Acing Your Next Sales Interview

Chances are that you’ve been looking at the interview all wrong. Most people go in and allow the hiring manager to run the interview. Like a good, little subservient job seeker, you politely answer their questions hoping to articulate your key strengths while hiding any angst about your last employer. Exhausted by the format, at the end, when they ask if you have any questions for them, you feabily ask a few or say “no.”

You know what the above sounds like to me? A lousy sales call. It’s the salesperson allowing the prospect to run the call and hoping that the prospect will close themselves.

Here’s how you should be thinking about it: you’re the product, you’re the salesperson, they’re the prospect, and your job is to determine whether you’re the right solution for them.

During an interview, the sales leader is trying to determine a few key things about you…

● Will you fit the culture? Do you have core values that align with the organization?
● Are you likable?
● Are you coachable?
● Will you succeed in the organization? Can you sell?

As such, they’re going to look at your past experience, ask questions to draw out whether you have the necessary traits, and potentially use assessments to determine whether you’re a fit. They’re going to make it as objective and qualitative as possible. Even with multiple interviews and assessments, at some point, the organization is taking a chance on pulling the trigger with a candidate. They’re like the prospect who calls with a spreadsheet comparing you to all of your competitors. That game doesn’t serve you. You don’t want to play that game. Accordingly, you have to change the game.

What better way to demonstrate that you’re a great salesperson then by actually demonstrating it? Instead of telling the interviewers how you’re great at sales, and submitting to their process, SHOW THEM how great you are at sales. The interview is a sales call – so run it like one. You’re the product. You’re selling the product. They’re the prospect. By following the process below, along with being energetic and engaging, you’ll ensure that immediately after the interview, when the elevator closes and you disappear out of site, the interviewers will say to one another, “Damn, he/she is good.”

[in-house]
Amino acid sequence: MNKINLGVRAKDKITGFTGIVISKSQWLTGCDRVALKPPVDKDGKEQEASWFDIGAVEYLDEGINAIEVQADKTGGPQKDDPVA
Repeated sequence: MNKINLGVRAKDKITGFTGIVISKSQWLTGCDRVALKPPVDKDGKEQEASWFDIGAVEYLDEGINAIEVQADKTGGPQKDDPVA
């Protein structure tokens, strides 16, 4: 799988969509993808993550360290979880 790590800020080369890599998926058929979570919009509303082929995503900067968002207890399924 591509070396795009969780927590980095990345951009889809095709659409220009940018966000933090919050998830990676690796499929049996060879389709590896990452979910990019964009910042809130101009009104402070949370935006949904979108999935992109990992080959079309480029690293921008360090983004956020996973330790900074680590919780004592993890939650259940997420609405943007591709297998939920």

Here are the simple steps – the steps of any great sales call…

● Initial Greeting – Build Rapport
● Establish Control – Foreshadow
● Discovery and Qualification
● Summarize the Opportunity
● Present a Solution
● Close

Initial Greeting - Build Rapport

Walk in confidently. Shake hands firmly looking each person in the eye and repeat their name.

Hi, I’m [YOUR NAME]. Nice to meet you, [INTERVIEWERS NAME].

Notice something in the room, something the interviewer is wearing, something in their office,
etc. Be observant. Ask about it…

Are those your children in the pictures by your desk? How old are they?

I see your [COLLEGE FLAG]. How do you feel about their chances this season?

I really like your chairs – very Mad Men like.

What’s it like working downtown?

So, I thought it was supposed to Spring! What’s with this weather?

Establish Control - Foreshadow

Just like you would on a sales call, after an initial greeting, introductions and some small talk, establish control by setting the agenda – foreshadowing – and immediately pivoting to an open-ended question. In your foreshadow, make it clear that you’re interviewing them too and that moving forward is a collaborative decision – not one where you’re at their mercy.

Thanks for inviting me to interview for the sales position. I’m looking forward to learning more about the opportunity. I’d like to ask you a few questions to get an idea of what the opportunity entails and determine whether it’s a good fit. If it feels like we have a fit, we can talk about next steps. What has you looking to add salespeople?